Cochrane and Rogoff on the PBS News Hour
I’ll try liveblogging. Here is a transcript. For what Rogoff was thinking the other day, see this op-ed. (We exchanged emails briefly on Saturday. He mentioned he was writing
something, and it sounds like he’s shifted a bit between then and
tonight on PBS) Thanks to reader John Alcorn for the PBS tip and to Mark Thoma for the pointer to the op-ed.
(Update: More Cochrane here)
Cochrane: latest legislation “a pinata full of ridiculousness”
Rogoff: better than the one Friday, “I wouldn’t have written it, but we’ve gotta do it.” If Congress says “drop dead,” there will be chaos. Likes the increase in deposit insurance limits.
I’ve moved the rest below the fold.
Rogoff is saying that we have a widespread run in financial markets, and we have to do something to stop it. Cochrane is saying that this won’t work.
I think Cochrane is right in terms of logic. But if market were being logical, we wouldn’t be seeing institutions refusing to lend to one another and everybody going into Treasuries. The case for the plan is that it will restore confidence by magic, as Cochrane puts it.
Rogoff says that no matter what there are a lot of insolvent banks. It’s interesting that no policymaker has come right out and said that. If he’s right, then the taxpayers will end up owning a lot of bad assets regardless. But is he right?
If a lot of banks are in trouble because they loaded up on mortgage securities, then it is important to understand why. Capital regulations punish a bank that does mortgage lending the old-fashioned way. That is, if a bank gives you a mortgage loan and keeps the loan, waiting for you to make your payments, that is considered risky. On the other hand, if the bank buys some agency-rated security backed by mortgages that were originated by completely different lenders using totally unknown underwriting methodology, that is considered safer for capital purposes.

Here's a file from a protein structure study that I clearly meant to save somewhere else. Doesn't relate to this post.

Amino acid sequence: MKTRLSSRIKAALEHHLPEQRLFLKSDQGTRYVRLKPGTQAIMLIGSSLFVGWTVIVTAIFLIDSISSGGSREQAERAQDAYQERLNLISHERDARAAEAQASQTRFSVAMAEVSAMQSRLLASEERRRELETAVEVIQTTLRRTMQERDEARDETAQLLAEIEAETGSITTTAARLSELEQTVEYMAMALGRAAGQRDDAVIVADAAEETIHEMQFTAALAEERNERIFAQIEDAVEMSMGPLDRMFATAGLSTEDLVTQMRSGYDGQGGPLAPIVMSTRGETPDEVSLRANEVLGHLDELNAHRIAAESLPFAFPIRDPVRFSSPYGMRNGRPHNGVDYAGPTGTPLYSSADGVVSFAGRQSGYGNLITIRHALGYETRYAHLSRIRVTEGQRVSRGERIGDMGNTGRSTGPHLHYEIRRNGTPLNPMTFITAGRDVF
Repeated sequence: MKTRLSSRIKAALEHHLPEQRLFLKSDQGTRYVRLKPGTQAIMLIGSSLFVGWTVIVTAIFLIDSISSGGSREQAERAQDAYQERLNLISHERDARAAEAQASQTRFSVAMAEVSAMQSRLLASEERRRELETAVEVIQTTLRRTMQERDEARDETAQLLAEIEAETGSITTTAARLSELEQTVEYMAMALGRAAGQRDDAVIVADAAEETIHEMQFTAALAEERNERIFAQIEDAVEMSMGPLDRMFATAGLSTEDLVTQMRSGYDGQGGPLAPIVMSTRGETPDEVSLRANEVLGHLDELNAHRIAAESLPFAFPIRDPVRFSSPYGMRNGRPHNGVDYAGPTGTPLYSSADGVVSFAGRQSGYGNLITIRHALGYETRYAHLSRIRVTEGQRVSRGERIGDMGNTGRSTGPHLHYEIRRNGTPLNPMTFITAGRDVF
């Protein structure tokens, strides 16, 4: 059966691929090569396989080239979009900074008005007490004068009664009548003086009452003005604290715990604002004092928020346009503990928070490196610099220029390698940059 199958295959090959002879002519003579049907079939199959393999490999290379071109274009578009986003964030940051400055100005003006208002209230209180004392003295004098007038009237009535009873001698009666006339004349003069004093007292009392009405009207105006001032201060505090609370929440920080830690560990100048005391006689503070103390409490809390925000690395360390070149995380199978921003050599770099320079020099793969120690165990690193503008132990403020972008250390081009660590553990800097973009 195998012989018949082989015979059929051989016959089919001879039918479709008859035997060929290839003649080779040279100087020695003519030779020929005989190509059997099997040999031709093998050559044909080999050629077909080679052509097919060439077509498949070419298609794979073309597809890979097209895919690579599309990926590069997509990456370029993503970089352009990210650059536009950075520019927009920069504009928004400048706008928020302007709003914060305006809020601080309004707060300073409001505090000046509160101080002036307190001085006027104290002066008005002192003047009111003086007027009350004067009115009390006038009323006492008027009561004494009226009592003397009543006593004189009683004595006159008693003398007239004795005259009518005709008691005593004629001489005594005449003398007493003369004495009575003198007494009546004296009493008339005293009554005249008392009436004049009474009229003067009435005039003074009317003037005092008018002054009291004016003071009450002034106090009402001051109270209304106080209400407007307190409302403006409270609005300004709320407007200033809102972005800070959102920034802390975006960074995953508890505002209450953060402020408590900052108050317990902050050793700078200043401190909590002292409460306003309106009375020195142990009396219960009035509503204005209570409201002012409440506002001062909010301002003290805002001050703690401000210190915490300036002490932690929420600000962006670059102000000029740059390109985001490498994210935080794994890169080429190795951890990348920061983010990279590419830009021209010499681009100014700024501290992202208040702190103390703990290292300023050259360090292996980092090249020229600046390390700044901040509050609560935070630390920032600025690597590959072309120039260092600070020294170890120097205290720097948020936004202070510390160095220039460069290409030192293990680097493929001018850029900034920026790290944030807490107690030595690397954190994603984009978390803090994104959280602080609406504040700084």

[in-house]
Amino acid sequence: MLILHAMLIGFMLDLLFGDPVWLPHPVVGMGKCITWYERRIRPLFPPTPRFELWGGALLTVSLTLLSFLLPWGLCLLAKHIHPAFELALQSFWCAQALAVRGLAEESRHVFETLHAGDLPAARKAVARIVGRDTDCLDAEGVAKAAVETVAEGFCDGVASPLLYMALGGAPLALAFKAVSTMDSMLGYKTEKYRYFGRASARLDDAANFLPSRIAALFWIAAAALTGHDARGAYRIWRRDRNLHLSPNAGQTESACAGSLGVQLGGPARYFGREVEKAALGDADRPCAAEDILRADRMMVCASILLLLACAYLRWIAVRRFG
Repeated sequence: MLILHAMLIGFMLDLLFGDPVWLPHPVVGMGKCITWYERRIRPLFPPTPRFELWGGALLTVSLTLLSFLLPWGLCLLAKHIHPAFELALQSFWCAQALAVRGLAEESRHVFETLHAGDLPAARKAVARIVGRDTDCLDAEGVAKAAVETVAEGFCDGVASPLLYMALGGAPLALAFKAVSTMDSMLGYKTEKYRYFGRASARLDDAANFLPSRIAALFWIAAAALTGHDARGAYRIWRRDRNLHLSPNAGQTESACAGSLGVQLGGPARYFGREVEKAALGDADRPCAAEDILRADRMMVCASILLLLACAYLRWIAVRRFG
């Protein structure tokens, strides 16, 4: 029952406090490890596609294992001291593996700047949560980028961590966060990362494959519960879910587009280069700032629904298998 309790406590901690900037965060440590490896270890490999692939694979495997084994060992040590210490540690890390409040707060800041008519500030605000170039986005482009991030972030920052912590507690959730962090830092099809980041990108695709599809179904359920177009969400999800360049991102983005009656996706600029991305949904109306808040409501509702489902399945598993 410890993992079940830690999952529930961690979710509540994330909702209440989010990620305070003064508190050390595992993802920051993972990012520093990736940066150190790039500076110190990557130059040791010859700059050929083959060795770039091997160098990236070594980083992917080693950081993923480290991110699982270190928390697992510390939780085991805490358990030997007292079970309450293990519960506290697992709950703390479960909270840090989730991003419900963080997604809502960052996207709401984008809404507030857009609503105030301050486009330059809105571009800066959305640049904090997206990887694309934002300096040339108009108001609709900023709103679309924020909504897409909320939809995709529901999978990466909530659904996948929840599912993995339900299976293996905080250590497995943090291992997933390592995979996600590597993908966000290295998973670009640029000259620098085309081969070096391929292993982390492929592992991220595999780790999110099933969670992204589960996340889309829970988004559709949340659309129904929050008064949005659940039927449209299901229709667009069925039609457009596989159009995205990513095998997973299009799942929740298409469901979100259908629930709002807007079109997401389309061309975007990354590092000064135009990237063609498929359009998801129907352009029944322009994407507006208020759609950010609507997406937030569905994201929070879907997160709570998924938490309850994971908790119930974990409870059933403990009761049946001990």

This is what I mean when I say that the secondary mortgage market is a cesspool of rent-seeking and regulatory arbitrage. It is what I mean when I say that the problem of suits not understanding geeks is an issue. A rational, apolitical regulator who understood mortgage credit risk pricing would never have set up capital requirements that induced banks to prefer exotic mortgage securities to old-fashioned mortgage lending. If Rogoff is right, and lots of banks are insolvent because of their mortgage security portfolios, then we’re all victims of a swindle perpetrated by Wall Street on bank regulators.
I hope that he is wrong. I hope that the banks are actually sound, and that the financial crisis is just a panic taking place at the institutional level, being fed largely part by fear-mongering and incompetence of public officials. Anyway, lots to chew on….
Cochrane: lots of things we can do instead. how is the bill going to restore confidence? the bill is supposed to be “magic.”
Prof. Rehman (from George Washington University): middle america will
be hit if this bill does not pass; need restore confidence, bail these
companies out “rightly or wrongly.”
Rogoff “It is not going to work.” Eventually we will have to inject
capital into the banks. We have to close a lot of the banks. This is
not the last word. It will eventually cost a lot more. We’ve go to
close the insolvent banks. We cannot just rain money on everyone.
We’ve go to show we’re moving. We can’t debate what might be a better
Cochrane: the plan is try to raise the value of all mortgages in the
country. At the same time, the Senate said we’re not going to make
people pay back mortgages.
Rehman: it has to get done. The Treasury Secretary has confidence in the experts around him.
Rogoff: a lot banks have to get closed. There just isn’t a pretty way
to do it. “an epic crisis” we’ve done a good job of getting a lot
banks closed. We’ve been tough, not like Japan. But we need to step
in and stop the run. Somebody has to put a stop.
Cochrane–this plan will end up doing nothing, costing a lot of money,
and down the road we’ll just end up doing the things Ken’s talking
Rehman. hard part is sussing out the assets–banks could slip some really bad stuff onto the taxpayers